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Llewelyn gazed with fierce surprise ;
Unused such looks to meet, His favorite checked his joyful guise,
And crouched, and licked his feet.
Onward, in haste, Llewelyn passed,
And on went Gêlert too;
Fresh blood-gouts shocked his view.
Hot-steaming, up behind him come again
O'erturned his infant's bed he found,
With blood-stained covert rent ; And all around the walls and ground
With recent blood besprent.
He called his child, — no voice replied,
He searched with terror wild ; Blood, blood he found on every side,
But nowhere found his child.
“Hell-hound! my child's by thee devoured,"
The frantic father cried ;
He plunged in Gelert's side.
But nearer was the copsewood gray
As Chief who hears his warder call,
'T were long to tell what steeds gave o'er,
Yelled on the view the opening pack;
Alone, but with unbated zeal,
Less loud the sounds of sylvan war
And pondered refuge from his toil, · By far Lochard or Aberfoyle.
The Hunter marked that mountain high,
He heard the baffled dogs in vain
No more at dawning morn I rise, Rave through the hollow pass amain,
And sun myself in Ellen's eyes, Chiding the rocks that yelled again.
Drive the fleet deer the forest through,
And homeward wend with evening dew; Close on the hounds the hunter came,
A blithesome welcome blithely meet, To cheer them on the vanished game;
And lay my trophies at her feet, But, stumbling in the rugged dell,
While fled the eve on, wing of glee, – The gallant horse exhausted fell.
That life is lost to love and me! The impatient rider strove in vain
SIR WALTER SCOTT. To rouse him with the spur and rein, For the good steed, his labors o'er, Stretched his stiff limbs, to rise no more ; Then, touched with pity and remorse, THE ARAB TO HIS FAVORITE STEED. He sorrowed o'er the expiring horse. “I little thought, when first thy rein I slacked upon the banks of Seine,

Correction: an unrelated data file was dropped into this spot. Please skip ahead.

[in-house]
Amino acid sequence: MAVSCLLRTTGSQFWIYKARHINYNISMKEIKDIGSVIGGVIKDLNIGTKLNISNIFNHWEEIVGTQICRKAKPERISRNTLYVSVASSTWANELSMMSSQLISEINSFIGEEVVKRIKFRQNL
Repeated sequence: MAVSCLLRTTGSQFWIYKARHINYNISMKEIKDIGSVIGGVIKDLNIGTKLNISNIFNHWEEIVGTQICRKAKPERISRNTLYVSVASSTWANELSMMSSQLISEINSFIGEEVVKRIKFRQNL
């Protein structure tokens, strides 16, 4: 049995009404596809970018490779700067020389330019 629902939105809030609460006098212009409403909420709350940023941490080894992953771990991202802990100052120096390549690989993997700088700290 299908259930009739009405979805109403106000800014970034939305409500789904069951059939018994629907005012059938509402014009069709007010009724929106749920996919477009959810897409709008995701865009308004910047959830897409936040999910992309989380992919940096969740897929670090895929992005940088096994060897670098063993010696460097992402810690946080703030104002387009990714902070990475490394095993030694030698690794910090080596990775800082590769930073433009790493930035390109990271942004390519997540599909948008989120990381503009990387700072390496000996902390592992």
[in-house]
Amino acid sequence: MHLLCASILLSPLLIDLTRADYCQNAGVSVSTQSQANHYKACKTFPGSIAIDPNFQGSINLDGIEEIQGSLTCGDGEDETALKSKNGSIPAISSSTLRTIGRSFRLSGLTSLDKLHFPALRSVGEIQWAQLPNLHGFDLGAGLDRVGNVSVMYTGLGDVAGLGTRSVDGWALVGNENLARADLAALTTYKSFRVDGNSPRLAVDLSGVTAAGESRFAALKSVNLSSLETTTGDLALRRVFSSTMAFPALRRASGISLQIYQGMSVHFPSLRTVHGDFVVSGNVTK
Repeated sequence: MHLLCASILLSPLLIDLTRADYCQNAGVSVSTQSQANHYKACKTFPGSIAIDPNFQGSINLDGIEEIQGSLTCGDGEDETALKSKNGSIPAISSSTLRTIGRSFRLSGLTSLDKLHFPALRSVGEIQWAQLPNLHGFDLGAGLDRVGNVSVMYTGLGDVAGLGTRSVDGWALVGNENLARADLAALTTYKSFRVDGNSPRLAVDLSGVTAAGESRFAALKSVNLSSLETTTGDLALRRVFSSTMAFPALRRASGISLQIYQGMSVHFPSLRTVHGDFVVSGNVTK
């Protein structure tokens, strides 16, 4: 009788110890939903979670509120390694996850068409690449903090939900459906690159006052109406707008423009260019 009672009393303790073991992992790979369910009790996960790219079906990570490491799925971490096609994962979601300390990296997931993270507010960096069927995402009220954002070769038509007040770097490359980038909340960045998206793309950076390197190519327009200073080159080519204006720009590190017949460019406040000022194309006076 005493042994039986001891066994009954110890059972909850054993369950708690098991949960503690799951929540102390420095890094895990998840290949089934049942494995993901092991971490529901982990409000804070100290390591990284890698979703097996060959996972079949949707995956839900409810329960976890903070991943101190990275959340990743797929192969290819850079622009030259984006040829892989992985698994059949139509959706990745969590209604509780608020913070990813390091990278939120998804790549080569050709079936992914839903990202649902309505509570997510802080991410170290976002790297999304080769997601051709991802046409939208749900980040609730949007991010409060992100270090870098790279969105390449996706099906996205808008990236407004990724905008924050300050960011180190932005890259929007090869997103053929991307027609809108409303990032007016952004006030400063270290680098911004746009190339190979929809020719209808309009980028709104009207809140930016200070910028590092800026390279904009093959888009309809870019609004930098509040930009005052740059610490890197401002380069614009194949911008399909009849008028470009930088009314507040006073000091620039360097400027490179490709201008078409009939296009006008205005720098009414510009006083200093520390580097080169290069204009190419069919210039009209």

My beautiful ! my beautiful ! that standest meekThat Highland eagle e'er should feed
ly by, On thy fleet limbs, my matchless steed!
With thy proudly arched and glossy neck, and Woe worth the chase, woe worth the day,
dark and fiery eye, That costs thy life, my gallant gray !" Fret not to roam the desert now, with all thy
wingéd speed ; Then through the dell his horn resounds, From vain pursuit to call the hounds.
I may not mount on thee again, — thou 'rt sold, Back limped, with slow and crippled pace,
my Arab steed!
Fret not with that impatient hoof, - snuff not the The sulky leaders of the chase ;
breezy wind, — Close to their master's side they pressed, With drooping tail and humbled crest;
The farther that thou fliest now, so far am I behind;
The stranger hath thy bridle-rein, — thy master But still the dingle's hollow throat
hath his gold, Prolonged the swelling bugle-note.
Fleet-limbed and beautiful, farewell; thou 'rt The owlets started from their dream,
sold, my steed, thou 'rt sold.
Farewell ! those free, untiréd limbs full many a To join some comrades of the day ;
mile must roam, Yet often paused, so strange the road,
To reach the chill and wintry sky which clouds So wondrous were the scenes it showed.
the stranger's home ; Some other hand, less fond, must now thy corn
and bed prepare, Thy silky mane, I braided once, must be another's
care ! LAY OF THE IMPRISONED HUNTSMAN.
The morning sun shall dawn again, but never My hawk is tired of perch and hood,
more with thee My idle greyhound loathes his food, Shall I gallop through the desert paths, where My horse is weary of his stall,
we were wont to be ; And I am sick of captive thrall.
Evening shall darken on the earth, and o'er the I wish I were as I have been,
sandy plain Hunting the hart in forest green,